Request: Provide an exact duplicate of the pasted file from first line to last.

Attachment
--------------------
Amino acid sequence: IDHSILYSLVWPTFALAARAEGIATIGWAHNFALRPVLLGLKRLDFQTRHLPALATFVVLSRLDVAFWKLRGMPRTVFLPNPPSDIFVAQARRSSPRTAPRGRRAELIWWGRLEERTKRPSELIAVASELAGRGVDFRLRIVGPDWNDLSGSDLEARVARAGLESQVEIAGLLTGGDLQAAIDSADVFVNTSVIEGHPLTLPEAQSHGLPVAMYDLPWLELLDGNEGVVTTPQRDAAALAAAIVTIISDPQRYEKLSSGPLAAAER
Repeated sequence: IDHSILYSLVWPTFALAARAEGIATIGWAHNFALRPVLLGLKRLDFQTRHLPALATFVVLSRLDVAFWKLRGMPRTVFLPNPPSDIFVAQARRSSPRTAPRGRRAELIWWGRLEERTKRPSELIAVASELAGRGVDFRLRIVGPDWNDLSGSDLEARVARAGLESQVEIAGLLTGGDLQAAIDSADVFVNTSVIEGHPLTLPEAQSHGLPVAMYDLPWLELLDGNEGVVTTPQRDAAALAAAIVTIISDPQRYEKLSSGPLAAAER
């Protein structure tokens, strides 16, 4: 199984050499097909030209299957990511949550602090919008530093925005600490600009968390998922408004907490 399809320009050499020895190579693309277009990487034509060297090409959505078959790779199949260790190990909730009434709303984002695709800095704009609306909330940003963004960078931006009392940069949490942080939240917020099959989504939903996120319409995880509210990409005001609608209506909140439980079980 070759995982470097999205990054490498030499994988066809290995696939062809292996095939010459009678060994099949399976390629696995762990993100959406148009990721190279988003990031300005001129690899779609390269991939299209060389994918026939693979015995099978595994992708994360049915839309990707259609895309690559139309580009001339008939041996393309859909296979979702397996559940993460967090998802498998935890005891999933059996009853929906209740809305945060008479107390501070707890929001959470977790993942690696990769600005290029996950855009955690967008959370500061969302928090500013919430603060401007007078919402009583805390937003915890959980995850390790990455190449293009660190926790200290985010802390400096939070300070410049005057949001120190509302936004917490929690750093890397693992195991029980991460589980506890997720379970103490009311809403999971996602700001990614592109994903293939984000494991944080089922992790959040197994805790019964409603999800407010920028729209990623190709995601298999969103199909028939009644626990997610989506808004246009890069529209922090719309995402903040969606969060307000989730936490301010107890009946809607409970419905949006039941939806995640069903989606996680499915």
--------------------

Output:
Amino acid sequence: IDHSILYSLVWPTFALAARAEGIATIGWAHNFALRPVLLGLKRLDFQTRHLPALATFVVLSRLDVAFWKLRGMPRTVFLPNPPSDIFVAQARRSSPRTAPRGRRAELIWWGRLEERTKRPSELIAVASELAGRGVDFRLRIVGPDWNDLSGSDLEARVARAGLESQVEIAGLLTGGDLQAAIDSADVFVNTSVIEGHPLTLPEAQSHGLPVAMYDLPWLELLDGNEGVVTTPQRDAAALAAAIVTIISDPQRYEKLSSGPLAAAER
Repeated sequence: IDHSILYSLVWPTFALAARAEGIATIGWAHNFALRPVLLGLKRLDFQTRHLPALATFVVLSRLDVAFWKLRGMPRTVFLPNPPSDIFVAQARRSSPRTAPRGRRAELIWWGRLEERTKRPSELIAVASELAGRGVDFRLRIVGPDWNDLSGSDLEARVARAGLESQVEIAGLLTGGDLQAAIDSADVFVNTSVIEGHPLTLPEAQSHGLPVAMYDLPWLELLDGNEGVVTTPQRDAAALAAAIVTIISDPQRYEKLSSGPLAAAER
């Protein structure tokens, strides 16, 4: 199984050499097909030209299957990511949550602090919008530093925005600490600009968390998922408004907490 399809320009050499020895190579693309277009990487034509060297090409959505078959790779199949260790190990909730009434709303984002695709800095704009609306909330940003963004960078931006009392940069949490942080939240917020099959989504939903996120319409995880509210990409005001609608209506909140439980079980 070759995982470097999205990054490498030499994988066809290995696939062809292996095939010459009678060994099949399976390629696995762990993100959406148009990721190279988003990031300005001129690899779609390269991939299209060389994918026939693979015995099978595994992708994360049915839309990707259609895309690559139309580009001339008939041996393309859909296979979702397996559940993460967090998802498998935890005891999933059996009853929906209740809305945060008479107390501070707890929001959470977790993942690696990769600005290029996950855009955690967008959370500061969302928090500013919430603060401007007078919402009583805390937003915890959980995850390790990455190449293009660190926790200290985010802390400096939070300070410049005057949001120190509302936004917490929690750093890397693992195991029980991460589980506890997720379970103490009311809403999971996602700001990614592109994903293939984000494991944080089922992790959040197994805790019964409603999800407010920028729209990623190709995601298999969103199909028939009644626990997610989506808004246009890069529209922090719309995402903040969606969060307000989730936490301010107890009946809607409970419905949006039941939806995640069903989606996680499915």